Promised Land is a better movie than it seems. Or maybe it's a worse movie than it feels. It's difficult to say: for you see, what it is most of all is a very nice movie on a very old-fashioned model that purrs along like a well-oiled kitten until it gets to the end, and the end smashes the whole thing in the face with a hammer. I would like to say, "I cannot believe that nobody stepped in and tried to stop that ending", except that I can absolutely believe it, every inch of it. I bet everybody was madly excited about that ending, cheering each other on, absolutely dead certain that the ending was it, the part of the movie that opened everything else up and brought it all home. It has that kind of feel to it: the "ain't we clever" sort of twist ending that turns a very pleasant, small human drama into a big game of "gotcha!" and generally cheapens everything around it. But that is the world we live in, I guess; nobody knows how to do a nice, simple, spare issues drama any more without tarting it up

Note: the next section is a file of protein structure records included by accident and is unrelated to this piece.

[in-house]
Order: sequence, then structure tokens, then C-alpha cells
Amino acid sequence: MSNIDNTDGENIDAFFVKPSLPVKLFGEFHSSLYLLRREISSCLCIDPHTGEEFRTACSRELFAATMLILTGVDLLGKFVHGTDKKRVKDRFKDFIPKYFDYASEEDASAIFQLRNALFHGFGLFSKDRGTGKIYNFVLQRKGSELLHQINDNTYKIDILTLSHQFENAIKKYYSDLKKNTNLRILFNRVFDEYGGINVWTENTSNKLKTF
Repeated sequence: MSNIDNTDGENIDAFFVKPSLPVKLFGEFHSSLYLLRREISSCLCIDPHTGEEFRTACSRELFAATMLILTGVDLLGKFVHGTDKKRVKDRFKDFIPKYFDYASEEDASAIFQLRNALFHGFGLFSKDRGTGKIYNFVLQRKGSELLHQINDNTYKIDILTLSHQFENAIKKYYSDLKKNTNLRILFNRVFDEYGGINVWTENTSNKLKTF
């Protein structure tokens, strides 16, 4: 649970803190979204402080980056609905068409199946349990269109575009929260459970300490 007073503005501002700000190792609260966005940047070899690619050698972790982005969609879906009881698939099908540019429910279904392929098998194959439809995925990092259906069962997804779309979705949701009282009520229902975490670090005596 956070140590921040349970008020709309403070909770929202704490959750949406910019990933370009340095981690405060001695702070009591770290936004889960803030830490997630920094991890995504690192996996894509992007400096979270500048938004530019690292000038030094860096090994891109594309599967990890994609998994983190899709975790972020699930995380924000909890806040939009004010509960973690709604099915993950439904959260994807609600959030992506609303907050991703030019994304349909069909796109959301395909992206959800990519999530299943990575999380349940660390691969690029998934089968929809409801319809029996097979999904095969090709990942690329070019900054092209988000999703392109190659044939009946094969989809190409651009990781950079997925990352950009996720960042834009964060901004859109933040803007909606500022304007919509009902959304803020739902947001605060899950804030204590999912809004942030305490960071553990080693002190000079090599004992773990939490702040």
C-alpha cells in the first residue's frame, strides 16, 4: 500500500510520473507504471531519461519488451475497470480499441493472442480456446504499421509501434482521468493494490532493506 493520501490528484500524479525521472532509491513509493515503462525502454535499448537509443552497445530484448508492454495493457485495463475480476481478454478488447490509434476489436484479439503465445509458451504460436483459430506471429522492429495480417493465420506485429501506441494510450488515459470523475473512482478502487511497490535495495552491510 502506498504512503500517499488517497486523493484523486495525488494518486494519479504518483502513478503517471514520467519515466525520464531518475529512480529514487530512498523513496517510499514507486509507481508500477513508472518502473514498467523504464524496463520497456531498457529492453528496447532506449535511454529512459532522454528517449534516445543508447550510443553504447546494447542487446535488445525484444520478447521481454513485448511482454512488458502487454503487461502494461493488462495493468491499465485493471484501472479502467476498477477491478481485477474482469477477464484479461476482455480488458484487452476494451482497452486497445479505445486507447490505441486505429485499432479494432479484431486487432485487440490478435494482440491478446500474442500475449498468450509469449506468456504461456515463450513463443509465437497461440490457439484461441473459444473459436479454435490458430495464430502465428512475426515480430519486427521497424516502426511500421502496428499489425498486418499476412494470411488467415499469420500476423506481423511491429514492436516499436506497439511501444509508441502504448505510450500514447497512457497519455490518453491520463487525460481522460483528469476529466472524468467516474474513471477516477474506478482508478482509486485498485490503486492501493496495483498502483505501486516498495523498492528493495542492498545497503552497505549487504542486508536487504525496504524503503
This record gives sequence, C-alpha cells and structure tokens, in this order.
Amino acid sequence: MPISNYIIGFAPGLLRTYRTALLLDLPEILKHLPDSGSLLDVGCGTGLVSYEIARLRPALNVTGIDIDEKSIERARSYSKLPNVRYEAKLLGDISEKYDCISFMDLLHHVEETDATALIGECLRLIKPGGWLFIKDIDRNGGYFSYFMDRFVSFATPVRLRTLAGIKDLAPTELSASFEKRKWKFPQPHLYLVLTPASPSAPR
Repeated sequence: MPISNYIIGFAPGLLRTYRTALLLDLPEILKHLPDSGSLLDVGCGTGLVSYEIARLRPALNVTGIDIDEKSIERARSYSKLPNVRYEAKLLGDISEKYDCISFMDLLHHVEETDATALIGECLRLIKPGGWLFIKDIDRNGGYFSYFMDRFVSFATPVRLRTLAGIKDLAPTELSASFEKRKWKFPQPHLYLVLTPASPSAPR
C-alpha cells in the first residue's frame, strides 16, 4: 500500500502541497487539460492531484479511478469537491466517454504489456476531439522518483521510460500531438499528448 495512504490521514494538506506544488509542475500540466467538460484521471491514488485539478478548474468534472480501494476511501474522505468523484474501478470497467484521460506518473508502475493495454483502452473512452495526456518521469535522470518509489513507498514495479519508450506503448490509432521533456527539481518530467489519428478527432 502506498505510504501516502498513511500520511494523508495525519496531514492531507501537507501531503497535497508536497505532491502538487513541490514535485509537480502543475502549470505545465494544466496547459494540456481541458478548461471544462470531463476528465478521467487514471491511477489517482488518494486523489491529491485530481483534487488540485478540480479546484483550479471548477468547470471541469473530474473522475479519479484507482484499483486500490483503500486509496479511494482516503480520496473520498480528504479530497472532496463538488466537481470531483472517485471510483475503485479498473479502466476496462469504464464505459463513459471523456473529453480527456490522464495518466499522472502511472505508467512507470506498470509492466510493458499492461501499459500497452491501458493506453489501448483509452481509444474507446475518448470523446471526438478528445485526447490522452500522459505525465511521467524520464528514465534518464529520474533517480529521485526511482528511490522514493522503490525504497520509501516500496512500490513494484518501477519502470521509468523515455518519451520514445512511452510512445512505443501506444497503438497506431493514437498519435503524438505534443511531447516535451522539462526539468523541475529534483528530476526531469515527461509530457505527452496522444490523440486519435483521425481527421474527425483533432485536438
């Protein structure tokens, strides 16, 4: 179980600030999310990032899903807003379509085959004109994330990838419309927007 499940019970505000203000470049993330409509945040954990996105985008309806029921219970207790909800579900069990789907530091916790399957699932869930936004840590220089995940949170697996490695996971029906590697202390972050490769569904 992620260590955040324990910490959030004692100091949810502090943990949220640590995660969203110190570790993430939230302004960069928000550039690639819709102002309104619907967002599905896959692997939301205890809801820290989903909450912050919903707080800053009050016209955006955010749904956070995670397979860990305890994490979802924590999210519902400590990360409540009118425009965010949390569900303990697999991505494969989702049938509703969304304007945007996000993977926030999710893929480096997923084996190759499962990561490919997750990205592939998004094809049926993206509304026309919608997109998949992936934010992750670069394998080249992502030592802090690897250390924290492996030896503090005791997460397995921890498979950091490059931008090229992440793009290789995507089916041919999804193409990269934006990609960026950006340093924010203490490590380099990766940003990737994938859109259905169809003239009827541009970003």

What this leaves us with, anyway, is about 85 minutes of good solid drama about life as it is lived in middle America, mixed with a message movie about the process of fracking, in which natural gas is removed from rock layers using techniques that wreak hell on the surrounding environment, and while it is clear that the filmmakers possess a very definite anti-fracking perspective, their film is neither a harangue not a polemic; and then about 18 minutes stomping all over everything that has been so good for so long, rendering the slow-burning character arc completely pointless, and trying to make a political thriller where none had any call to exist. So mathematically, a lot more of the movie is pretty good than otherwise, and that's the part worth focusing on, since when Promised Land works, it works in a manner that very few other movies these days even care to pretend exists: it is a film very much in the tradition of Norma Rae and Silkwood and those other sorts of movies that blend social awareness with well-observed working class character drama. Movies of a kind that would never cause anybody to say, "that's one of the best things I've ever seen", but would cause a great many people to say instead, "that was interesting, entertaining, and not unintelligent, and I am glad I watched it." Movies for smart but unadventurous adults, basically, a market segment perpetually under-served by the modern market, though the last quarter of 2012 has been unusually generous to them.